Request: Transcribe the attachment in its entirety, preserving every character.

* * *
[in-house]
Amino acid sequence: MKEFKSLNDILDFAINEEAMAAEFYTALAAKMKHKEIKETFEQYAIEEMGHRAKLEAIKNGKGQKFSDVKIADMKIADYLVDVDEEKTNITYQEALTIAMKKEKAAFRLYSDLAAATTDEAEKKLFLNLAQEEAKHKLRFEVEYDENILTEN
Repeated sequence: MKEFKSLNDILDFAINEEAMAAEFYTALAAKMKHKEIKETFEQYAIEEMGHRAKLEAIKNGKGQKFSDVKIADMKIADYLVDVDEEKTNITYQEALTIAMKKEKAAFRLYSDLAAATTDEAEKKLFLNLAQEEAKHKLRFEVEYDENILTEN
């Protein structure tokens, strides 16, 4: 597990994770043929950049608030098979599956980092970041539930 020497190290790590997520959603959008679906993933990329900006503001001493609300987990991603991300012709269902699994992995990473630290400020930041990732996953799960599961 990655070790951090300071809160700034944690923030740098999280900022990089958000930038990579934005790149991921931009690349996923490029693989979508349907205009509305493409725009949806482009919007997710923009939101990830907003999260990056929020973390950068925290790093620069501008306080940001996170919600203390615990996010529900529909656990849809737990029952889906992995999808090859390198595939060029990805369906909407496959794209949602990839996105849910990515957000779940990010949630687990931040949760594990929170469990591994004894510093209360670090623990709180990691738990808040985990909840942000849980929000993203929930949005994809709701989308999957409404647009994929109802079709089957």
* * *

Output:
[in-house]
Amino acid sequence: MKEFKSLNDILDFAINEEAMAAEFYTALAAKMKHKEIKETFEQYAIEEMGHRAKLEAIKNGKGQKFSDVKIADMKIADYLVDVDEEKTNITYQEALTIAMKKEKAAFRLYSDLAAATTDEAEKKLFLNLAQEEAKHKLRFEVEYDENILTEN
Repeated sequence: MKEFKSLNDILDFAINEEAMAAEFYTALAAKMKHKEIKETFEQYAIEEMGHRAKLEAIKNGKGQKFSDVKIADMKIADYLVDVDEEKTNITYQEALTIAMKKEKAAFRLYSDLAAATTDEAEKKLFLNLAQEEAKHKLRFEVEYDENILTEN
């Protein structure tokens, strides 16, 4: 597990994770043929950049608030098979599956980092970041539930 020497190290790590997520959603959008679906993933990329900006503001001493609300987990991603991300012709269902699994992995990473630290400020930041990732996953799960599961 990655070790951090300071809160700034944690923030740098999280900022990089958000930038990579934005790149991921931009690349996923490029693989979508349907205009509305493409725009949806482009919007997710923009939101990830907003999260990056929020973390950068925290790093620069501008306080940001996170919600203390615990996010529900529909656990849809737990029952889906992995999808090859390198595939060029990805369906909407496959794209949602990839996105849910990515957000779940990010949630687990931040949760594990929170469990591994004894510093209360670090623990709180990691738990808040985990909840942000849980929000993203929930949005994809709701989308999957409404647009994929109802079709089957």